The Jaguar program began in the early 1960s, in response to a British requirement for an advanced supersonic jet trainer, and a French need for a cheap, subsonic dual role traner and attack aircraft with good short field performance. From these apparently disparate aims would come a single and entirely different aircraft: relatively high-tech, supersonic, and optimised for ground attack in a high-threat environment. It was planed as a replacement for the RAF Hawker Hunter and the Armee de l'Air F-100 Super Sabre.
Cross-channel negotiations led to the formation of SEPECAT (the Société Européenne de Production de l'Avion d'Ecole de Combat et d'Appui Tactique) in 1966 as a joint venture between Bréguet (the design leader) and the British Aircraft Corporation to produce the airframe, and a separate teaming of Rolls-Royce and Turboméca to develop the Adour afterburning turbofan engine.
The first of 8 prototypes flew on September 8 1968. It was an orthodox single-seat, swept-wing, twin-engine design with a maximum take-off weight in the 15 tonne class, a wingspan of 8.7m, and overall length of 16.8 m. Combat radius on internal fuel was 850 km, maximum speed Mach 1.6 (Mach 1.1 at sea level) and hardpoints were fitted for an external weapons load of up to 10 tonnes.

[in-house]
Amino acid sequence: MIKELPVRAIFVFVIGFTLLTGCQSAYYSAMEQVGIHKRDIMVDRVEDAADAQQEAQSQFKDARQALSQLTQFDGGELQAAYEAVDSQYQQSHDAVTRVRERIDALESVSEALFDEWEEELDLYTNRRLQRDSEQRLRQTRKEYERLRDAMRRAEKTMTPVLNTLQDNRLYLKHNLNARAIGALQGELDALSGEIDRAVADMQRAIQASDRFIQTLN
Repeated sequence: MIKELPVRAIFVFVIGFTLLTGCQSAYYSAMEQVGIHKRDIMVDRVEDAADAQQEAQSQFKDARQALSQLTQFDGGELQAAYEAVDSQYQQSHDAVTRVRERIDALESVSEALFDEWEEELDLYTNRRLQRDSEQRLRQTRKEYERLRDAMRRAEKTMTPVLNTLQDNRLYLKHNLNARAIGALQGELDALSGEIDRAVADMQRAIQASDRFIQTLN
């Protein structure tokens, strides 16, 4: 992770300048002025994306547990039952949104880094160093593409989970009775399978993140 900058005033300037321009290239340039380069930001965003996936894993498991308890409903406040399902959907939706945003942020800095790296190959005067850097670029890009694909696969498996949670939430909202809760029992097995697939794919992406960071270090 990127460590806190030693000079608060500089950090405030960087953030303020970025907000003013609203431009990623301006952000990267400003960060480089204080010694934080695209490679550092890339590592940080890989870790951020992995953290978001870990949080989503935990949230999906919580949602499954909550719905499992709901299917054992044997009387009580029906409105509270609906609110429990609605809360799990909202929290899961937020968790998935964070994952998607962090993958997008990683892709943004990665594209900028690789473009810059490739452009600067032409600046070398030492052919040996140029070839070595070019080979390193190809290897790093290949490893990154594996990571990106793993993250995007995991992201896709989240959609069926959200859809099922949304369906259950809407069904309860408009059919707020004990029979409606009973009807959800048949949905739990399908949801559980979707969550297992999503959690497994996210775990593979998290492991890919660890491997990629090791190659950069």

The Armee de l'Air took delivery of the first production Jaguar in 1973: one of an eventual 160 single-seat Jaguar As. For type conversion training, France also took 40 of the two-seat Jaguar B. The RAF accepted delivery of the first of 165 single-seat Jaguar GR.1s (or "Jaguar S") in 1974. These were supplemented by 35 two-seat trainers, the Jaguar T2 (or "Jaguar B" according to the manufacturer's designation). The proposed M variant, a carrier launched version, was cancelled.
Jaguars were also sold on the export with some success, the largest single customer being India, which built around 100 under license. Othr Jaguar operators are Ecuador, Nigeria and Oman.